Andy Bailey is an Entrepreneurs' Organization (EO) member from Nashville and lead entrepreneur coach with Petra, a business-coaching firm. Andy also serves in an advisory role on the Gazelles Council, the leaders of the scale-up movement. We asked him about his thoughts around innovation and the best ways to inspire it.

Very few companies I work with would list innovation as one of their top five strengths. In fact, most people struggle to find better ways to do things. They find comfort in doing things as they have always done them and never make a change. Sometimes that's OK--like in the case of a favorite family recipe. If it ain't broke, don't fix it, right? Well, that's usually not the case when it comes to your business.

The challenge with stagnation in business is that eventually the "same ol' thing" is bound to make you--or worse, your entire industry--irrelevant. Think about that. Do you want to be irrelevant? Probably not. So how do you stay ahead of the curve? How do you make sure you're using innovation to stay relevant as a company? And how can you find the answers you need? Start by asking these three questions:

Why? The simple act of asking "why" will help you articulate any challenge before you ultimately understand it. Why does this challenge exist in the first place? Why do we see it as a challenge? Why has it not been addressed by someone in the past? Why does it happen over and over again? If you ask why at least three times, you'll start to get to the heart of the matter. Asking why is the first step on the path to innovation. Once you've drilled down on an issue and begun to understand it, it's time to think outside the box.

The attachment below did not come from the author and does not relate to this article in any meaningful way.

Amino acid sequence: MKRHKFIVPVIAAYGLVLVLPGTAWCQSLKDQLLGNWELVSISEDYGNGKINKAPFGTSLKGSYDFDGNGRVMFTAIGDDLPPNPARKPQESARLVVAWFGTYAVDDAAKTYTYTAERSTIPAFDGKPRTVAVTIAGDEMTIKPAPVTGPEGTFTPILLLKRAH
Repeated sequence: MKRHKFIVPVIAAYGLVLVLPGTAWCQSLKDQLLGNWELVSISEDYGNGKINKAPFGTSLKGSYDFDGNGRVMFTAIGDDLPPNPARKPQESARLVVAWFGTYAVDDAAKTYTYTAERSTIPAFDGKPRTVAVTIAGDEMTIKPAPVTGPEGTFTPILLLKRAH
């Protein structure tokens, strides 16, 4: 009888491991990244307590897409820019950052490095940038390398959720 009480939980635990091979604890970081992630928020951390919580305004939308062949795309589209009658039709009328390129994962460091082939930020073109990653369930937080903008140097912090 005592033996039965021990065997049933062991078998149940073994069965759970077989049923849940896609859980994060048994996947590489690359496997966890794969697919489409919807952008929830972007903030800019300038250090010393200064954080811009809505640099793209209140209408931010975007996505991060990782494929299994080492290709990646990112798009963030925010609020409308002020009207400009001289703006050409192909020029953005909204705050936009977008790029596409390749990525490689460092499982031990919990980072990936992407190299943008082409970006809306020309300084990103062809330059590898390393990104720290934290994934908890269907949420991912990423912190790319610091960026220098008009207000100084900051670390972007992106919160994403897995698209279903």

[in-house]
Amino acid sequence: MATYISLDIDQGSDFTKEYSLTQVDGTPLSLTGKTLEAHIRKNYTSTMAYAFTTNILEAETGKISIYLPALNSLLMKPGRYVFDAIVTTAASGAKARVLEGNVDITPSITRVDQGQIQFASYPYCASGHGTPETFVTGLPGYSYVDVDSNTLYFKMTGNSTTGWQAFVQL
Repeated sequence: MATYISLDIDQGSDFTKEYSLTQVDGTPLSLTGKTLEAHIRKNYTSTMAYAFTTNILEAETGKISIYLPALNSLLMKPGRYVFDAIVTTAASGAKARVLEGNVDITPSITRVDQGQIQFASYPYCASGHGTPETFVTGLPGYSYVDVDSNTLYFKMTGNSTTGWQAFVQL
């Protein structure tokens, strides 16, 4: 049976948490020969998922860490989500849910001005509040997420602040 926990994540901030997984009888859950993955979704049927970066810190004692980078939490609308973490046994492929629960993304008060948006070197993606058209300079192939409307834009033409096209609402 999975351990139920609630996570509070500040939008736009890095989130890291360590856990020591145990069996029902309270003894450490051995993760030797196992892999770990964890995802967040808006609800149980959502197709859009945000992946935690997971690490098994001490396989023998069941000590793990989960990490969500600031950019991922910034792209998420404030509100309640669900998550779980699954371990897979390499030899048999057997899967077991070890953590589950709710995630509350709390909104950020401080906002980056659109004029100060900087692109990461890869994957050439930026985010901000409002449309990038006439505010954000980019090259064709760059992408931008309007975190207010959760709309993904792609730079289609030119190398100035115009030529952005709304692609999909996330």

What if? I love this question because most often we start by looking at the negative side of every situation. We put all the "can't" answers on the table. Asking "what if" gives us the freedom to be creative with our solutions. What if we looked at this from someone else's viewpoint? What if we took ideas from other industries and applied them to this situation? What if we had unlimited resources...what would we do differently? What if we could solve this, and when we do, how would things look then? It's important to see possibilities and not limitations. Thinking first about what you can't do will send you right back to your old ways. Ask "what if" and innovation will find you.

How? Once you've run the gauntlet with "why" and "what if," it's time to ask "how." "How" questions have a tendency to lead you to action. How can I get this completed? How can I define the very first step toward a desire outcome? How would I do this if I had no constraints? Things that previously looked impossible might become reality once you take the time to really consider how you can make them happen.

In my experience, it's not the right answers we need in order to be innovative-- it's the right questions. Take the time to put this process to work in your life or business and you're likely to see results faster than you think. Why not?